Fish Oil Supplementation Associated with a Reduction in Seizure Frequency
DeGiorgio, C. M. et al., J. Neurol. Neurosurg. Psychiatry, 86: 65-70, 2015
Departments of Neurology, Cardiology and Neurobiology, UCLA School of Medicine, Los Angeles, Calif., USA
Drug-resistant epilepsy is regarded as a serious disease – characterized by the failed response of a patient with epilepsy to two or more anti-epileptic drugs given at therapeutic doses. Fish oil containing EPA/DHA omega-3 fatty acids has been found to favourably modify seizures in selected animal models at some doses but not others. Varied clinical findings have been reported in isolated human patient trials. The present study was designed to evaluate the potential benefit of EPA/DHA supplementation in drug-resistant patients with epilepsy using a low and high dose of fish oil.
This clinical trial on 24 patients (ages 18-70) employed a ‘cross-over’ design wherein the supplemented patients received either placebo capsules (‘controls’ lacking EPA/DHA) , or low-dose fish oil (three capsules daily providing a total of 1080 mgs EPA/DHA consisting of 648 mg EPA plus 432 mg DHA) , or high-dose fish oil (providing 2160 mg EPA/DHA daily). One of the assigned supplements was given for a duration of 10 weeks followed by a 6-week ‘washout’ period with re-assignment to one of the other supplement regimens with repeat of the latter until each patient had received all three of the supplements. The primary ‘end point’ measure was the total seizure frequency (as calculated in seizures per day and per month).
The low-dose fish oil supplementation (1080 mg EPA/DHA daily) assignment resulted in a significantly lower seizure frequency (by 34 %) as compared to the ‘placebo’ controls. Whereas a seizure frequency averaging 18 episodes/month was found in the latter group, this was only12 episodes/month in the former group. The researchers also found that 25 % of the subjects on the low-dose fish oil experienced a 50 % reduction in seizures. Interestingly, seizure frequency with the high-dose fish oil was not significantly different from the control supplement. The fish oil was well tolerated with no serious adverse effects being encountered. The low-dose fish oil was also associated with a significant but mild lowering of blood pressure. The authors concluded that ‘low-dose fish oil is a safe and low-cost intervention that may reduce seizures and improve cardiovascular health in people with epilepsy’.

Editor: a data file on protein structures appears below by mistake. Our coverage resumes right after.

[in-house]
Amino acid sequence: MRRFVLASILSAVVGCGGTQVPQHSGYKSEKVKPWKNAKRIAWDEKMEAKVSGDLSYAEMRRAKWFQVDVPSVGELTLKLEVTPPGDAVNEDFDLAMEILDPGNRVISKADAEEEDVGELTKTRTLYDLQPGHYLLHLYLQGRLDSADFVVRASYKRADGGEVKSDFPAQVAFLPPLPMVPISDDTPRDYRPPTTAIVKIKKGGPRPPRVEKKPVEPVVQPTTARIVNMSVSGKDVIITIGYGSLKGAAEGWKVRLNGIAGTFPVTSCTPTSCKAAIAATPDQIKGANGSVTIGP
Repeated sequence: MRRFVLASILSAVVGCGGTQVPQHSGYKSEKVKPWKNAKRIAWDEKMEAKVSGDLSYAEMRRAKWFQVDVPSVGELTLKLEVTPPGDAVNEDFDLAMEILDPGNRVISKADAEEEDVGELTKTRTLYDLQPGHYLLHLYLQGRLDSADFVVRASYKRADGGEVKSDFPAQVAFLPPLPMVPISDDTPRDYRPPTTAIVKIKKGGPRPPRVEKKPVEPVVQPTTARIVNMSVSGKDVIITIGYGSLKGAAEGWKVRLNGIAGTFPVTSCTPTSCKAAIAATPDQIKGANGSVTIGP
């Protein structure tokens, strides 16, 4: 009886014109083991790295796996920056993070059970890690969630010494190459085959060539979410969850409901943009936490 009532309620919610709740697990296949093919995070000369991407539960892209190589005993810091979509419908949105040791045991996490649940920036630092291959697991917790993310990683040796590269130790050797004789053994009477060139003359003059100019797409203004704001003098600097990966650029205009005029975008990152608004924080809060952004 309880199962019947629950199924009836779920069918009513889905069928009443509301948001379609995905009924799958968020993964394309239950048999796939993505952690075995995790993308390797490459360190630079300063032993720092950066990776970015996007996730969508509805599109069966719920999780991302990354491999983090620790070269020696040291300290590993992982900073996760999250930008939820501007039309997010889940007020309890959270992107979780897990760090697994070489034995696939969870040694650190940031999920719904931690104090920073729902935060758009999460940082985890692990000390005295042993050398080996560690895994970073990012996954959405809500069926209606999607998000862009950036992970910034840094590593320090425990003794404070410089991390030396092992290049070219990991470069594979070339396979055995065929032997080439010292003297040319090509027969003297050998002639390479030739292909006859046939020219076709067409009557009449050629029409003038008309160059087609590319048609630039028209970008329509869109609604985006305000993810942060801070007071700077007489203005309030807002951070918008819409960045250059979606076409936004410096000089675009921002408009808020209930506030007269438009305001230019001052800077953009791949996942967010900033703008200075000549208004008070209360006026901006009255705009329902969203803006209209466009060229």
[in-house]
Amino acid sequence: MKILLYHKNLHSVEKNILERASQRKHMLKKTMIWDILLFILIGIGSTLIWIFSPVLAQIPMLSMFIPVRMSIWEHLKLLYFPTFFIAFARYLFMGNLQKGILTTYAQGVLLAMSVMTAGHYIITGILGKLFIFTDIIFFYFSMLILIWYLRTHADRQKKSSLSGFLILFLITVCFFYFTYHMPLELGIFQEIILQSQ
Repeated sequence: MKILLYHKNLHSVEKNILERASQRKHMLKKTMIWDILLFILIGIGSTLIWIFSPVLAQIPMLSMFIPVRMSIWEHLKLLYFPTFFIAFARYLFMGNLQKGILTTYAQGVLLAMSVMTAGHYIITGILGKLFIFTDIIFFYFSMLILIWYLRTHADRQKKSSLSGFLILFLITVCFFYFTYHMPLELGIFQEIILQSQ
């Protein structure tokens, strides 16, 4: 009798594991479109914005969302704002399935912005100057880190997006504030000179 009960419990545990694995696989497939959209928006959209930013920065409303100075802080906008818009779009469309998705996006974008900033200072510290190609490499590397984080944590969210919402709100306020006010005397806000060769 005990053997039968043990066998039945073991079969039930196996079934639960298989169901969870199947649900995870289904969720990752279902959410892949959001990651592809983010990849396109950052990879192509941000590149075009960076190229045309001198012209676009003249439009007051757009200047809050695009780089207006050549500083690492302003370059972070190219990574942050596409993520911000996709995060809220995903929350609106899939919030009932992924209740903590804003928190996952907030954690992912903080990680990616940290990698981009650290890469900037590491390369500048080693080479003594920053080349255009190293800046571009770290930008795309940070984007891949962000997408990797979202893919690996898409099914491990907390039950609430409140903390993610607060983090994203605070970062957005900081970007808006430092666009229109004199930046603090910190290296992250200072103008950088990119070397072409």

Dr. Holub's Comments:
These study results should spark future clinical trials which evaluate the potential clinical benefits of different doses of supplementary EPA/DHA in patients with drug-resistant epilepsy. The concomitant albeit minor lowering of blood pressure as reported is of added interest since the risk of adverse cardiovascular outcomes is known to be significantly higher in those with epilepsy (Janszky et al., Brain , 132: 2798-2804 (2009)). The failure of the high-dose fish oil to exert an apparent benefit was suggested by the authors to possibly be due to an excessive lowering of the circulating levels of the long-chain omega-6 fatty acid as arachidonic acid (which would not be the case with the low-dose fish oil). However, much more research is needed to better account for any differences between low-and high-dose fish oil. Finally, the low-dose fish oil used in this study (1080 mg EPA/DHA daily) is much higher than current dietary intakes in North America (approx.. 110 – 150 mg/day on average) but in the range of many people living in Japan.